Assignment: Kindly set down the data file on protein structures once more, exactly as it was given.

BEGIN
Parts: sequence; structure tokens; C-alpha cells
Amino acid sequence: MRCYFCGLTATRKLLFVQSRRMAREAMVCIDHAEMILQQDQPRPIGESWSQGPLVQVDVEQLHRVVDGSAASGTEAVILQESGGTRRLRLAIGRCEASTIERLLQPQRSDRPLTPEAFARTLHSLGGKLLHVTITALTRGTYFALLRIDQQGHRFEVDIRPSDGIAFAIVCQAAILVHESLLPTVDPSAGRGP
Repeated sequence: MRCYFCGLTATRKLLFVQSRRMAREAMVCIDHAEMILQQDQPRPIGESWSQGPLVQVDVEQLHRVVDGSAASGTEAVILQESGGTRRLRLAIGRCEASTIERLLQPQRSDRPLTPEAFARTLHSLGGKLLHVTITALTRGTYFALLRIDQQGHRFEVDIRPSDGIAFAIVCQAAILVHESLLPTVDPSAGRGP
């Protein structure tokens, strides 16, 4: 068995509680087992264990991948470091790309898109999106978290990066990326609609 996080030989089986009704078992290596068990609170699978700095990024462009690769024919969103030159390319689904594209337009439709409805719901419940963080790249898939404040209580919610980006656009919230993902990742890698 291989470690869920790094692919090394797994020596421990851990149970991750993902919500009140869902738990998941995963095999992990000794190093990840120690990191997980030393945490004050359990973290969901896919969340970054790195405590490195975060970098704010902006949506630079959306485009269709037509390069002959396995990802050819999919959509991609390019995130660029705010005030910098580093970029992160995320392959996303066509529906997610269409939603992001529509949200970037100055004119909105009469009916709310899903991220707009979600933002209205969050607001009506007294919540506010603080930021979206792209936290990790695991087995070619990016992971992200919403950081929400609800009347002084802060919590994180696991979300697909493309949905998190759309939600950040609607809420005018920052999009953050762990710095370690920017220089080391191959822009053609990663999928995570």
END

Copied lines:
Parts: sequence; structure tokens; C-alpha cells
Amino acid sequence: MRCYFCGLTATRKLLFVQSRRMAREAMVCIDHAEMILQQDQPRPIGESWSQGPLVQVDVEQLHRVVDGSAASGTEAVILQESGGTRRLRLAIGRCEASTIERLLQPQRSDRPLTPEAFARTLHSLGGKLLHVTITALTRGTYFALLRIDQQGHRFEVDIRPSDGIAFAIVCQAAILVHESLLPTVDPSAGRGP
Repeated sequence: MRCYFCGLTATRKLLFVQSRRMAREAMVCIDHAEMILQQDQPRPIGESWSQGPLVQVDVEQLHRVVDGSAASGTEAVILQESGGTRRLRLAIGRCEASTIERLLQPQRSDRPLTPEAFARTLHSLGGKLLHVTITALTRGTYFALLRIDQQGHRFEVDIRPSDGIAFAIVCQAAILVHESLLPTVDPSAGRGP
């Protein structure tokens, strides 16, 4: 068995509680087992264990991948470091790309898109999106978290990066990326609609 996080030989089986009704078992290596068990609170699978700095990024462009690769024919969103030159390319689904594209337009439709409805719901419940963080790249898939404040209580919610980006656009919230993902990742890698 291989470690869920790094692919090394797994020596421990851990149970991750993902919500009140869902738990998941995963095999992990000794190093990840120690990191997980030393945490004050359990973290969901896919969340970054790195405590490195975060970098704010902006949506630079959306485009269709037509390069002959396995990802050819999919959509991609390019995130660029705010005030910098580093970029992160995320392959996303066509529906997610269409939603992001529509949200970037100055004119909105009469009916709310899903991220707009979600933002209205969050607001009506007294919540506010603080930021979206792209936290990790695991087995070619990016992971992200919403950081929400609800009347002084802060919590994180696991979300697909493309949905998190759309939600950040609607809420005018920052999009953050762990710095370690920017220089080391191959822009053609990663999928995570």